WASHINGTON — It’s now up to the U.S. Senate to pass a huge $1.1 trillion government-wide spending bill after the Obama White House and Republicans joined forces to push it through the House over objections from Democrats that it would roll back bank regulations imposed in the wake of the economic near-meltdown of 2008.
The 219-206 vote late Dec. 11 managed to avert the threat of a government shutdown and the House passed a measure providing a 48-hour extension in existing funding to give the Senate time to act on the larger bill.
In a rare public rebuke of President Barack Obama, Democratic leader Nancy Pelosi said she was “enormously disappointed” he had decided to embrace the bill, which she described as an attempt at legislative blackmail by House Republicans.
The White House noted its own objections to the bank-related proposal in a written statement. But officials said that Obama and Vice President Joe Biden both called Democrats in an attempt to secure enough votes for passage of the broader measure.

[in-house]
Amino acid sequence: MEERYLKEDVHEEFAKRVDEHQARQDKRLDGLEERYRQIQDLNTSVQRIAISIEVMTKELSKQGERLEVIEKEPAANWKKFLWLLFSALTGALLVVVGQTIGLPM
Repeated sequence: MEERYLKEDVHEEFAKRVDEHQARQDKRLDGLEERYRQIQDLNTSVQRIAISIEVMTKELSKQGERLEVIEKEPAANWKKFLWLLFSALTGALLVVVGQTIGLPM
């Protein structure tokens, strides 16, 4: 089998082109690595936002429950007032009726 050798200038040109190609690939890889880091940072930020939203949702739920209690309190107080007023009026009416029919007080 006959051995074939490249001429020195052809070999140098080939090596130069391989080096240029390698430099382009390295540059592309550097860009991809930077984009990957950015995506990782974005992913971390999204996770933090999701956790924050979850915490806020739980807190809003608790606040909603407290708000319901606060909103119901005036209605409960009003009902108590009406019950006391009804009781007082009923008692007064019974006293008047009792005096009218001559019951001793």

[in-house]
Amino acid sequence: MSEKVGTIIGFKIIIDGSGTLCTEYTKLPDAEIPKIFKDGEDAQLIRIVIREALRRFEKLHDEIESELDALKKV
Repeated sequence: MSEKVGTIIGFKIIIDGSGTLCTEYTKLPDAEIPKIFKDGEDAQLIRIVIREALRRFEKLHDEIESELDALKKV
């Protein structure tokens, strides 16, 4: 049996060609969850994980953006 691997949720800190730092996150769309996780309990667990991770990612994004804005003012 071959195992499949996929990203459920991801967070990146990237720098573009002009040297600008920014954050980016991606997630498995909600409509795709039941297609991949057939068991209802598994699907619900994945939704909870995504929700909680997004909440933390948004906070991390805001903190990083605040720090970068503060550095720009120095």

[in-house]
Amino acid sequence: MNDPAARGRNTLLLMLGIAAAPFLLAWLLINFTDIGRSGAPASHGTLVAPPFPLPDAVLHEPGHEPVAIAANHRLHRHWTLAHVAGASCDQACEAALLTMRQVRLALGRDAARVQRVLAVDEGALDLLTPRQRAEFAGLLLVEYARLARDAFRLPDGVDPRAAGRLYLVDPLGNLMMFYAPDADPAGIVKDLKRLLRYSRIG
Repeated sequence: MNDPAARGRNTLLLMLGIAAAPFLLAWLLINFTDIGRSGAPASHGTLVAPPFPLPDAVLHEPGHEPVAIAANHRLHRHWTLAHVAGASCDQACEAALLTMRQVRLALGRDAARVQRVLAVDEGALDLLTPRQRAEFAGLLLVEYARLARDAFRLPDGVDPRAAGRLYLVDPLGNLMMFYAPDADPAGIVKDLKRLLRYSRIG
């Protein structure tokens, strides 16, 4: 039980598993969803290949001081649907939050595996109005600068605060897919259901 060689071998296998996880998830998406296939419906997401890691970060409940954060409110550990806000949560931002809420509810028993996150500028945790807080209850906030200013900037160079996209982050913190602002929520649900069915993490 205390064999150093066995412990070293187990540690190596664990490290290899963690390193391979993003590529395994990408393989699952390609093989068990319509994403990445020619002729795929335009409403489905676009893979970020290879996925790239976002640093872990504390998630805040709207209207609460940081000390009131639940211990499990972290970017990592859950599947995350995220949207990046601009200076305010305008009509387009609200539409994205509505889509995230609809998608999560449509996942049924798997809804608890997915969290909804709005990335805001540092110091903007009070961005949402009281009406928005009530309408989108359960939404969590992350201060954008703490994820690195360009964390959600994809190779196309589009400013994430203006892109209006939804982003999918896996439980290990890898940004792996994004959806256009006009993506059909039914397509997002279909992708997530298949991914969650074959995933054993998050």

The outbreak of Democratic bickering left Republicans in the unusual position as bystanders rather than participants in developments that coincided with the approach of a midnight expiration of existing federal funding.
Still, there was plenty of drama in the House on the final major bill of this two-year Congress.
Earlier in the day, conservatives sought to torpedo the measure because it would leave Obama’s immigration policy unchallenged. But Speaker John Boehner patrolled the noisy, crowded House floor looking for enough Republican converts to keep it afloat.
The spending measure was one of a handful on the year-end agenda, with the others ranging from an extension of expiring tax breaks to a bill approving Obama’s policy for arming Syrian forces fighting President Bashar Assad.
The $1.1 trillion legislation provides funding for nearly the entire government through the end of the budget year next Sept. 30, and locks in cuts negotiated in recent years between the White House and a tea party-heavy Republican rank and file.
The only exception is the Department of Homeland Security. It is funded only through Feb. 27, when the specter of a shutdown will be absent and Republicans hope to force the president to roll back an immigration policy that promises work visas to an estimated 5 million immigrants living in the country illegally.
Associated Press writers Stephen Ohlemacher, Erica Werner, Alan Fram and Chuck Babington contributed to this story.